Eye Of The Scorpion

Doctor Who: Eye Of The ScorpionAs the Doctor is trying to show Peri how to find her way around the TARDIS, something yanks the timeship violently off-course. By the time they reach the console room, however, the TARDIS has landed, depositing them in the sands of Egypt around 1400 B.C. Worse yet, as soon as they step outside the doors, they spot a young woman in a chariot being chased by the driver of another chariot. At Peri’s urging, the Doctor lends his assistance, saving the girl’s life – and earning both of the time travelers the favor of Erimem, the Pharaoh-in-waiting. But the Doctor is concerned – he can’t remember a female Pharaoh from this time period, and the other chariot’s driver was trying to kill her. Erimem asks the Doctor and Peri to accompany her to Thebes, where she plans to honor their heroics with a banquet, but only more court intrigue awaits them, including an assassination attempt thwarted by the Doctor, and the presence of an alien mind who can take humans – willing or unwilling – as hosts.

Order this CDwritten by Iain McLaughlin
directed by Gary Russell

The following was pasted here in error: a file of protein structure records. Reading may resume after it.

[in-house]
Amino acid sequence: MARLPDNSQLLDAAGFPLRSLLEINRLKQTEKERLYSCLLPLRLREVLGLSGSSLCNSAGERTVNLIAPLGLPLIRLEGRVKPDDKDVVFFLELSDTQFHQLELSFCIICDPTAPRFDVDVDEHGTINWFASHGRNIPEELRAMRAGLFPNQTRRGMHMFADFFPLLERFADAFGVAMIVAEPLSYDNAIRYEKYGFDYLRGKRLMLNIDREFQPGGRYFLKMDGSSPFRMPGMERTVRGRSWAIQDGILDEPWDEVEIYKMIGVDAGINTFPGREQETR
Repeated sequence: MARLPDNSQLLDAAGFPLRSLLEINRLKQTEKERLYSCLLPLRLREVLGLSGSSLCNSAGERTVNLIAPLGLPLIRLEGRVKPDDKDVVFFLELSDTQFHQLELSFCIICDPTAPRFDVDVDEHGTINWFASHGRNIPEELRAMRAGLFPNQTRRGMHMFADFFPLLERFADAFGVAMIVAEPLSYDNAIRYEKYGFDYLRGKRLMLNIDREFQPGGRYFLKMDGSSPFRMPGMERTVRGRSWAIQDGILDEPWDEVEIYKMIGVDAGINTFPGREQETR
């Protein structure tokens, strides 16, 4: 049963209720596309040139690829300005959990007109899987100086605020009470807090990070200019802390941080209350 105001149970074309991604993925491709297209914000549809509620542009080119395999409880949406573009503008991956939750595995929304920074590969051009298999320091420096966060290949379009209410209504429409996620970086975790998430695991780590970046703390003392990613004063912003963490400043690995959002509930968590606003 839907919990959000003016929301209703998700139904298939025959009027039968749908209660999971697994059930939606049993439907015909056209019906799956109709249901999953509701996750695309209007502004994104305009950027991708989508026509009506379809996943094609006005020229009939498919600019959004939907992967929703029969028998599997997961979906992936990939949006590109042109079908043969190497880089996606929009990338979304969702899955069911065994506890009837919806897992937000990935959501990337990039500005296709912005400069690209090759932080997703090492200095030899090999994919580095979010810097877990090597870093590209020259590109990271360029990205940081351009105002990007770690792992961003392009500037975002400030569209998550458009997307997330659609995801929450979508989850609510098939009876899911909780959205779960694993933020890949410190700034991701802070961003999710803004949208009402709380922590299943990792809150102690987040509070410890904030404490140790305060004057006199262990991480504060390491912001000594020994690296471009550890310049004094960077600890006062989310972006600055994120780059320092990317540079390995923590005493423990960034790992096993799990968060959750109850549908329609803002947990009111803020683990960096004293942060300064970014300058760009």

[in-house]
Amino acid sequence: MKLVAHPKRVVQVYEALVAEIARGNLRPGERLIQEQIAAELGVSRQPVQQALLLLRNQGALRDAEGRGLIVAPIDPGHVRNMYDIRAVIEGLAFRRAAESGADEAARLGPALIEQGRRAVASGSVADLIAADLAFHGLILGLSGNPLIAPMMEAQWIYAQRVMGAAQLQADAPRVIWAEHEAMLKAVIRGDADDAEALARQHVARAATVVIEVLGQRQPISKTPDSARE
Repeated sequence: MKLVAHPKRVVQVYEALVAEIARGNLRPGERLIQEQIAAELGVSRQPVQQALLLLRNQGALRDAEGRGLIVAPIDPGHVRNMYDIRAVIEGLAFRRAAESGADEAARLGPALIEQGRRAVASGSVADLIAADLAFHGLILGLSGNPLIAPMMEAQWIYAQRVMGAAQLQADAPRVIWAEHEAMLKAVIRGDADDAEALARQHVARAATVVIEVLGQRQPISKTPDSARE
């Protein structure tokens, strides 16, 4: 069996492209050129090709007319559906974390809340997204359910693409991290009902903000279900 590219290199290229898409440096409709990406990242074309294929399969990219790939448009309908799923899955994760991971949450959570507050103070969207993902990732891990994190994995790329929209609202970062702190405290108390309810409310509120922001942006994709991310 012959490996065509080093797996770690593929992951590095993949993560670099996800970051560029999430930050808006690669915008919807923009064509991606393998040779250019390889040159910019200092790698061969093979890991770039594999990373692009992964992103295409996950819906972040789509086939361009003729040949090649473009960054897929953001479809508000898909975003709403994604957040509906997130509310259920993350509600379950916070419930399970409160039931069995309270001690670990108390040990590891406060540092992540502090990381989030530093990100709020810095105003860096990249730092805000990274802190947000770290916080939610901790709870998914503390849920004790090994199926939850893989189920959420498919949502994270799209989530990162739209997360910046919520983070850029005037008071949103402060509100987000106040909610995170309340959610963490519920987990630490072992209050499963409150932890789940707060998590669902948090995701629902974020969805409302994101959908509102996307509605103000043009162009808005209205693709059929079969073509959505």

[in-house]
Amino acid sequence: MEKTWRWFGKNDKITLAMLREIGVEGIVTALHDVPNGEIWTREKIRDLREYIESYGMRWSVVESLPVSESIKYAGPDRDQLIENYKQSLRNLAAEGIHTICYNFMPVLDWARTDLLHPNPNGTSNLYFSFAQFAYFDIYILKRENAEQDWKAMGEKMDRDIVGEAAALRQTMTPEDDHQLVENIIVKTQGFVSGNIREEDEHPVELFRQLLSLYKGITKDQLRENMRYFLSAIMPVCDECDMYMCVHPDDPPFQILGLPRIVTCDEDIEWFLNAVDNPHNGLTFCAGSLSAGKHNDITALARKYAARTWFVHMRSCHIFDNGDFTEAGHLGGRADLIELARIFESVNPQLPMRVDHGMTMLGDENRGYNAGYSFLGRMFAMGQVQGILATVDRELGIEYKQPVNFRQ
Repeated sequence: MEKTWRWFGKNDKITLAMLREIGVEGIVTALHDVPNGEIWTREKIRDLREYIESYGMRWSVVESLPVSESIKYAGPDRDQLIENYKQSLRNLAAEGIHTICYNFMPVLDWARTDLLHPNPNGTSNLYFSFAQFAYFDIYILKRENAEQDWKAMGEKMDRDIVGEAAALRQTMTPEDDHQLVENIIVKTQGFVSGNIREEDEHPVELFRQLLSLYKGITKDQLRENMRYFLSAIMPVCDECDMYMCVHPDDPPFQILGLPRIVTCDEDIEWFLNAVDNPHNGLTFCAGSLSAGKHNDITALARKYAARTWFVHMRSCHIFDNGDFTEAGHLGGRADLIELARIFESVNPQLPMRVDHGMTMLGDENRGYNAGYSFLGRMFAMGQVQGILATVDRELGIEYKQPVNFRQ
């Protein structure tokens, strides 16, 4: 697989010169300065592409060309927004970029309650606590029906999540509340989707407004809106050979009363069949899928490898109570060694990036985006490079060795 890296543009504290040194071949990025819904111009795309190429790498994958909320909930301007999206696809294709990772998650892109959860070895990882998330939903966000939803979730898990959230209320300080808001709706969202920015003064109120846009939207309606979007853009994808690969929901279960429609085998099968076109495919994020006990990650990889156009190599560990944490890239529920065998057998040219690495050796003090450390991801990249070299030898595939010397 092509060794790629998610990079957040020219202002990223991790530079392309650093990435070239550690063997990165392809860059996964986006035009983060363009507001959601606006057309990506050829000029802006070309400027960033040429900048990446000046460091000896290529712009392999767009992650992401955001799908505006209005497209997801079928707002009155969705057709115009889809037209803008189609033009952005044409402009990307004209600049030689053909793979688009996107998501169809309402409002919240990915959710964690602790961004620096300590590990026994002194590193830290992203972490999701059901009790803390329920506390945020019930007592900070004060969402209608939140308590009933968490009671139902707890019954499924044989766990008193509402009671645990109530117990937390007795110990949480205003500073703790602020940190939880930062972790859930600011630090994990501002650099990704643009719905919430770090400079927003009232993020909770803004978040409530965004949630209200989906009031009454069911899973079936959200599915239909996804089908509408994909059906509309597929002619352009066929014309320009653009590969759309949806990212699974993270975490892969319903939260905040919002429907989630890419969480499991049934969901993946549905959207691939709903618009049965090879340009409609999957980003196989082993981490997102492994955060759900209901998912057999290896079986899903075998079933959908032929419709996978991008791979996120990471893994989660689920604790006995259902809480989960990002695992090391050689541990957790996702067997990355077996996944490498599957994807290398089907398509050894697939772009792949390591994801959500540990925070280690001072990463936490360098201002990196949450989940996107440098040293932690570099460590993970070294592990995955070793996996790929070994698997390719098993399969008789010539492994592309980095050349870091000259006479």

music by David Darlington

Cast: Peter Davison (The Doctor), Nicola Bryant (Peri), Caroline Morris (Erimem), Jonathan Owen (Antranak), Stephen Perring (Horemshep), Harry Myers (Yanis), Jack Galagher (Fayum), Daniel Brennan (Kishik), Mark Wright (Slave)

Timeline: after Red Dawn and before No Place Like Home

LogBook entry and TheatEar review by Earl Green

Review: I seem to be alone in having been slightly put off by Loups-Garoux, but whatever your opinion of that earlier story, you’ll find something to like about Eye Of The Scorpion. Writer Iain McNaughton’s author’s notes are absolutely right – a visit to ancient Egypt for the TARDIS crew is long overdue, and this four-parter not only redresses the balance by using that setting, but it uses it well. Now, forgiving for a moment that all of these ancient Egyptians are speaking English with British accents (actually somewhat less alarming than finding a horde of menacing aliens doing the same, if you think about it), the guest cast is superb, and Caroline Morris, as Erimem, manages to exude authority, uncertainty and inquisitiveness with her voice alone. Kudos must also go to the writer and actors for suggesting visual asides without telegraphing them to the listener with lame dialogue “signposting” – in at least one case, it actually results in a big (and intentional) laugh. Very skillful radio writing there. This story may also feature Peri’s sexiest costume ever; probably for the best that it’s not on television!

Certainly the biggest surprise of the entire story is that the Doctor and Peri take Erimem with them at the end of the story, and it’s a brilliant idea. Her character is fleshed out very nicely, and I look forward to seeing how she deals with the more fantastic adventures into which the TARDIS has a habit of throwing its occupants.